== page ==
I’d like to tell you a story. It’s about a young, handsome, blond teacher who was eager to please at a new school.

Now, so far throughout his time at this school things had gone relatively smoothly. Until the day this guy chose to wear a cardigan. It wasn’t anything outrageous. It didn’t have sequins or fluorescent animal patterns or anything. It was just an ordinary grey cardigan which he had worn in many schools before.

The scene went something like this.

[8.45am. Children begin to enter classroom. Sir is busy preparing resources for the first lesson.]

CHILDREN: Is that…a cardigan? Sir’s wearing a cardigan. Why is he wearing a cardigan?

[Sir hears this and smirks to himself]

SIR: Bore da.

[A child splits off from the group and steps towards Sir, eyeing the cardigan suspiciously.]

GILR: Sir…..is that a cardigan you’re wearing?

SIR: Oh. Yes, I think it is.

GIRL: Why are you wearing a cardigan?

SIR: Because it is cold out. I was cold.

GIRL: So you a put a cardigan on?

SIR:…..Yes.

GIRL: But Sir. Only girls wear cardigans.

SIR: Hmm. Well, that can’t be right because I’m not a girl and I’m wearing a cardigan.

GIRL: Hmmm…

SIR: That’s a bit like saying you can’t wear trousers because you’re a girl. That would be silly wouldn’t it.

GIRL: (Thinks) Yes. You’re right.

That wasn’t the last case of Cardigan-confusion our friend encountered that day. At several points in the classroom, on the yard and in the canteen he was faced with a perplexed child querying his choice of clothing. Luckily he was able to confidently reply (with just a hint of a jazz hand) ‘Because I’m the height of fashion, that’s why!’.

He finished his day with a final cardigan-confrontation on the school yard.

[Sir stands on the yard surrounded by a group of boys]

BOY: Sir. People are saying you were wearing a cardigan earlier.

SIR: Yes. That’s true.

BOY: Oh (thinks) But why were you wearing a cardigan, sir?

SIR: I was cold.

BOY: Cardigans are only for girls though.

SIR: Well, that’s ridiculous. Of course they’re not. Lots of men wear cardigans.

BOY: My dad doesn’t.

SIR: Well….I’m not your dad!

Now our wool-loving friend wasn’t angry about all this. The majority of the children didn’t mean to appear cheeky or rude, but were genuinely intrigued. Our friend was shocked and surprised that he had caused such cardigan-controversy. He’d worn the same cardigan in four or five other schools without any cardigan-comments. Why was it such an issue in this school? There were no major differences in schools other than the location but for some reason these kids just could not understand why a man would want to wear a cardigan. What ridiculous statements to make – ‘Only girls wear cardigans’ – had these children not seen people before? The cardigan crew can be seen in boybands, presenting TV programmes, and even in clothing catalogues! These children had expectations of our friend which he had broken. To them, a cardigan was not a ‘male’ piece of clothing.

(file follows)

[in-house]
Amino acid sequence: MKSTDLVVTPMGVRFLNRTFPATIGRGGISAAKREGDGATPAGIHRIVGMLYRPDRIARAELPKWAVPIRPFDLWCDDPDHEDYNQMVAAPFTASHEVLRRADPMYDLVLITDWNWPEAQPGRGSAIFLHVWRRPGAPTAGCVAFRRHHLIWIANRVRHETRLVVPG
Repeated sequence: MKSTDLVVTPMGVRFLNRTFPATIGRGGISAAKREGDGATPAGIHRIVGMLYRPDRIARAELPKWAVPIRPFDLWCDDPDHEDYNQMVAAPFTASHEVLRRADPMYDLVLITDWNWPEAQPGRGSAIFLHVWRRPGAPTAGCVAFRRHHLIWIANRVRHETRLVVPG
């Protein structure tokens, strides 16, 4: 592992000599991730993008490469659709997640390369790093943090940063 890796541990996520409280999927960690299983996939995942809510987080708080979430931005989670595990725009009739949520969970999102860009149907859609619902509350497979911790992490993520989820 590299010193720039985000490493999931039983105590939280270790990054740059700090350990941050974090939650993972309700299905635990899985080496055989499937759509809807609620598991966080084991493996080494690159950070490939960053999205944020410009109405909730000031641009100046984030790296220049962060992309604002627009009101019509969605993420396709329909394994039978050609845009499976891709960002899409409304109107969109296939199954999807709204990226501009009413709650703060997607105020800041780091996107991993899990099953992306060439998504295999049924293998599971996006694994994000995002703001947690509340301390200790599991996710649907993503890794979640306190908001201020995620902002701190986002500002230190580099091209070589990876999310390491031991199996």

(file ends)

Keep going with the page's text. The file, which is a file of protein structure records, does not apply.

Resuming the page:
With a particularly cheeky knot of pupils, this was the first of several incidents alluding to our friend’s gender. During a game they had devised, it was announced that ‘Sir is a girl!’ to raucous laughter. To which our friend was able to coolly reply ‘Well….what would be wrong with that? You’re a girl and you’re great.’ The laughter stopped and the children paused to think this over.

Our children seem to have it drummed into them that to act feminine is to be weak. I’ve heard ‘he’s crying like a little girl’ so many times. Why can’t he cry like a little boy? Little boys cry just as much as little girls. As is evident by the crying boy in the first place!

All this links back to a comment I’ve previously made – Teachers should be able to be themselves and model self-confidence and security. It would have been easy for our friend to give in to the fuss made by the children and continue sans cardy. However, this would have given a wrong message. Our friend wore that cardigan with pride.

But why was it such a huge fuss in the first place? Why couldn’t these children grasp the idea that cardigans were not just worn by girls? Who had armed them with this false information in the first place? If we want an open-minded, accepting world then we need to instill it in our children now instead of giving them false ideas about who should wear what. Clothes do not have a gender.

I know this whole post might read as a slight over reaction but I am very passionate about allowing children to develop into tolerant, diverse young people and to encourage them to be who they want to be. In this case, the children had never seen a bloke in a cardigan before. To me, that was slightly unsettling and although it may not be the end of the world, their reaction was an unsettling indication of the values they had acquired from their environment. Being in any way feminine should not be an insult or a weakness and wearing a cardigan should not be cause for concern.

Needless to say, I wore the cardigan for the rest of the term.

I mean, he did.

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